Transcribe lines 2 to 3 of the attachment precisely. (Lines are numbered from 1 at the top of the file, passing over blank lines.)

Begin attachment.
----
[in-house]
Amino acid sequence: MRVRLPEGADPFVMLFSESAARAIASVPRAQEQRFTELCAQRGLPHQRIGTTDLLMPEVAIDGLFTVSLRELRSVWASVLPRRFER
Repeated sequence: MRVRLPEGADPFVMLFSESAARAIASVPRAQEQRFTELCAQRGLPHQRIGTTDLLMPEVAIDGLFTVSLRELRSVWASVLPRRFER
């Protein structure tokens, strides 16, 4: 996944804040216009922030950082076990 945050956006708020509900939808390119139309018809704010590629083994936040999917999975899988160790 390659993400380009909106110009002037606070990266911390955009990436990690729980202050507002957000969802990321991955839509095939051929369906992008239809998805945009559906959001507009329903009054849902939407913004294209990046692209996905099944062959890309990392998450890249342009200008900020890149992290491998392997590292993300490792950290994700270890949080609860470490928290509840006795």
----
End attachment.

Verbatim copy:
Amino acid sequence: MRVRLPEGADPFVMLFSESAARAIASVPRAQEQRFTELCAQRGLPHQRIGTTDLLMPEVAIDGLFTVSLRELRSVWASVLPRRFER
Repeated sequence: MRVRLPEGADPFVMLFSESAARAIASVPRAQEQRFTELCAQRGLPHQRIGTTDLLMPEVAIDGLFTVSLRELRSVWASVLPRRFER